The cauldron is one of the items that are most familiar and easily recognizable as a ‘witch’ or ‘pagan’ object. Cauldrons, however, are a symbol found in many cultures. Cauldrons are closely associated with the hearth. In some Pagan traditions, cush as hearthcraft, the cauldron plays an integral part in a witch’s practice and spirituality.
What is a Cauldron
First things first, origins. The world cauldron originates from the Latin word caldarium, meaning ‘hot bath or caldaria meaning ‘cooking pot’. A cauldron is essentially a large metal pot used for cooking over a cooking fire. In times gone by, the cauldron was essential in hearthside cooking, and can still be found in rural communities. It was often set on a tripod rack or sometimes hung inside of a hearth or large inner fireplace used in cooking.
Spiritually speaking, the cauldron is seen as a connection to the Otherworld, a place of mysticism, and a realm of the Divine. It can be seen to signify the endless cycle of birth, death, and rebirth. Cauldrons are seen as a feminine symbol, like most cups, bowls and other vessels. As with most other vessels, the cauldron is associated with the element of water.
Cauldrons are associated with everyday cookery magic. Thinking about it, anytime you cook something, really it’s a bit like casting a magical spell. The intricate combination of ingredients, application of heat to create something new, and the intent of the chef, bring about a magical (and delicious) result. Due to this practical use, the cauldron has become a symbol of abundance, source, warmth, nourishment, and transformation.
Transformation and transmutation are two of the most important things associated with cauldron myths. To transform means to undergo a change in form or appearance. To transmute means to change in substance from one thing into another.
Cauldrons also allow you the opportunity to explore your inner self, your emotions, etc. It represents inner wisdom and hidden knowledge. This is why cauldrons are sometimes used for divination. Symbolizing the realm of dreams, intuition, and healing.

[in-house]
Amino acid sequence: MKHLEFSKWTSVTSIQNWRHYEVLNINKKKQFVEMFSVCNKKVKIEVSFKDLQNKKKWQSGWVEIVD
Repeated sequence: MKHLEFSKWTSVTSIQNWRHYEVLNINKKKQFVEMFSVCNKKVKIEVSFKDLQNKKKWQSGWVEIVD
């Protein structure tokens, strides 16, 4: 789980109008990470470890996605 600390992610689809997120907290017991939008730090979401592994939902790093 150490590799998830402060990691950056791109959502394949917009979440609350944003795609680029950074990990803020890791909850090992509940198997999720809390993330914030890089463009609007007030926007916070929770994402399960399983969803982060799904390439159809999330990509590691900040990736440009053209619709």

In some traditions, the cauldron can represent the Underworld and the realms of the dead. Especially in Greek iconology and belief (I myself favor the Greek myths and often use them in my practice). In Greek legend, the underworld was reached through a body of water, often through caves, which makes the darkness of water filled cauldrons a perfect symbol of the afterlife.
Types of Cauldrons
Cauldrons have come in many forms over the years. From dried and hollowed gourds to thick cast-iron heavy types. Because it is a customary cooking vessel, the material must hold up to heat, liquid, and fire. As such, the most popular cauldron types will be the metal ones. Below are the most popular metal types available and what their common correspondences are (which is helpful if you cast spells in your cauldron, the material it is made of could alter or enhance the results of magical work).
- Brass: often used as a substitute for gold, its common associations are; prosperity, health, fire energies, protection, and deflection of negativity.
- Iron and Steel: grounding, protection, deflecting magic and psychic energy, and increasing physical strength.
- Copper: revitalizing, refreshing, healing, kindness, fertility, love, beauty, harmony, friendship, peace, balance, and money.
- Aluminum: travel, communication, intuition, flexibility.
- Tin and Pewter: money, business, fame, legal issues
Uses for Cauldrons
Cauldrons have nearly endless uses! Depending on your personal belief system or tradition, you may have different uses than those listed below. These are just some suggestions to get your creative juices flowing.
- Candleholder – metal cauldrons easily double as fairly safe candle holders. Tealights are a favorite, but filling your cauldron halfway with sand or kitty litter and placing tapers or taller candles is also popular.
- Incense stick holder – much like holding candles, you can place long incense sticks in your cauldron by partially filling it up with sand. It’s a fairly safe method to burn incense and keeps the ashes in one location.
- Offering bowl – placing floral, food or other offerings in your cauldron and placing it on your alter is another popular use.
- Meditation – there are many visualizations that can be aided with a cauldron. Such as placing it in the middle of a room, and visualizing all the negativity being pulled into the darkness of the cauldron.
- Visualization – as a method of stress relief, you can place some water into the cauldron and have a mediation session by peering into the depths. This can also work with an empty cauldron, and staring into the darkness.
- Floral receptacle – placing freshly cut flowers in your cauldron on your altar, it’s not only pretty but easy to clean!
- Ritual – there are many rituals which use cauldrons.
- Magic – there are many spells and magical work which can be aided by the use of cauldrons.